Cultural presence is a term used to explain and evaluate cultural learning in virtual heritage projects but is less frequently used for video games. Given the increasing importance of video games to cultural heritage, this article investigates explanations of cultural presence that could be communicated by games, especially concerning UNESCO and ICOMOS definitions of cultural significance. The aim is to determine if cultural presence can be communicated via video games and across a range of game genres.
Observations derived from game prototyping workshops for history and heritage aided the development of a teachable list of desirable game elements. To distinguish itself from the vagueness surrounding theories of cultural presence, a theory of culturally significant presence is proposed. Culturally significant presence requires three components: culturally significant artifacts and practices; an overarching framework of a singular, identifiable cultural viewpoint; and awareness by the participant of both the culturally significant and the overarching cultural framework and perspective (which gives sites, artifacts, and practices their cultural significance and relational value).
As awareness of cultural presence requires time for reflection, single-player games were chosen that were not completely dependent on time-based challenges. Another criterion was cultural heritage content: They must simulate aspects of heritage and history, communicate a specific cultural framework, or explore and reconstruct a past culture. Four games were chosen that simulate a culture, explain archaeological methods, portray indigenous intangible heritage, or explain historical-based ecosystems of the past based on educational guidelines. The games are Assassin's Creed: Origins; Heaven's Vault; Never Alone; and a Ph.D. project: Saxon. Their genres could be described as first-person shooter/open world/virtual tour; dialogue-based puzzle game; 2D platform game; and turn-based strategy game.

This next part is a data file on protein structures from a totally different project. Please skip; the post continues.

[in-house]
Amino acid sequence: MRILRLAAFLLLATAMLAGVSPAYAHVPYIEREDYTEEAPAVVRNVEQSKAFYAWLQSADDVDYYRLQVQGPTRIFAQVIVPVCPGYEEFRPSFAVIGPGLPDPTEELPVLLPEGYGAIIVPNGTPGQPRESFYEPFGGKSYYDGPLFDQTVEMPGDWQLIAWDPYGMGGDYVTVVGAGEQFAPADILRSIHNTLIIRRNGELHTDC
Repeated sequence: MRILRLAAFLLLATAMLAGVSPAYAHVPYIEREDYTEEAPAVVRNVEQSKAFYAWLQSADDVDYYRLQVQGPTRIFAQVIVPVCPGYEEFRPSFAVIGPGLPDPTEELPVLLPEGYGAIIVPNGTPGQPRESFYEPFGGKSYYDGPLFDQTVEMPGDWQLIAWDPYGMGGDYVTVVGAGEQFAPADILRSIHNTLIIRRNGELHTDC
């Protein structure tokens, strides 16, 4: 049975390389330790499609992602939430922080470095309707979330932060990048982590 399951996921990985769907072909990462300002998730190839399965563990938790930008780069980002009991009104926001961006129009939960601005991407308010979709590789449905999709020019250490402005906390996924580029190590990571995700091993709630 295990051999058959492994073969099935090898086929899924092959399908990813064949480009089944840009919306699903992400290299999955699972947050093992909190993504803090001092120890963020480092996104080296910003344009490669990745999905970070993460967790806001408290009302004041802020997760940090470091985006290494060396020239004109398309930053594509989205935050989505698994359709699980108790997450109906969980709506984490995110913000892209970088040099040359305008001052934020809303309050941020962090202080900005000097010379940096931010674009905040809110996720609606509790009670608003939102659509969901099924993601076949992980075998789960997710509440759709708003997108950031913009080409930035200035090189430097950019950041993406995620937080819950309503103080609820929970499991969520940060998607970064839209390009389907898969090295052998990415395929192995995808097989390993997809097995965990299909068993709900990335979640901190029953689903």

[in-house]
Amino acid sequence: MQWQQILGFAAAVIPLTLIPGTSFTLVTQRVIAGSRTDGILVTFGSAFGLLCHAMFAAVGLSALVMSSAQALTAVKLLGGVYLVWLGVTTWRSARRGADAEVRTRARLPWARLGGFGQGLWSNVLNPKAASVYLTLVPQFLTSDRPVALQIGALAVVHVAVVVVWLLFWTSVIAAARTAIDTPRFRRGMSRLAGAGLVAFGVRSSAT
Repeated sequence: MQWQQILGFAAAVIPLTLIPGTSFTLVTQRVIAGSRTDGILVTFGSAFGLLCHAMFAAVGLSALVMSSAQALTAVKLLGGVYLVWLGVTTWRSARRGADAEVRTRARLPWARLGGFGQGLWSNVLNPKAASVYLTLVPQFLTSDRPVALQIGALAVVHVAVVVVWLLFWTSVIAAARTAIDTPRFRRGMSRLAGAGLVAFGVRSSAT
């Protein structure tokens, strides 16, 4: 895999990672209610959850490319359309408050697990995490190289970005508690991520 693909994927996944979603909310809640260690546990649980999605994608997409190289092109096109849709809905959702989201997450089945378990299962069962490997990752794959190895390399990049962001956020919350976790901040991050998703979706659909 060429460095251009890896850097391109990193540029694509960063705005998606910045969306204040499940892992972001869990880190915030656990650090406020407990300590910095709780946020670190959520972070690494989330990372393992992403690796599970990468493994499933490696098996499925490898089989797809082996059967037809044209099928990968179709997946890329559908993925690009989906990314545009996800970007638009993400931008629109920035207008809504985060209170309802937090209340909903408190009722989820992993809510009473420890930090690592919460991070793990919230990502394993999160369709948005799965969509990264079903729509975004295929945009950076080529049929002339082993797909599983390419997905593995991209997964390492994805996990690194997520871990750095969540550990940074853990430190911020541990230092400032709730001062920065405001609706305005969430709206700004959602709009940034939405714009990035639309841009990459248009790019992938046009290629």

The aim is not to evaluate the entire range of interactive virtual environments and games, but to examine the applicability and relevance of this new theory and to ascertain whether the four games provided useful feedback on the concept and usefulness of culturally significant presence. A more clearly demarcated theory may not only help focus evaluation studies but also encourage game developers to modify or allow modification of commercial games for classroom teaching of digital heritage.
|Number of pages||24|
|Journal||ACM Journal on Computing and Cultural Heritage|
|Publication status||Published - Dec 2020|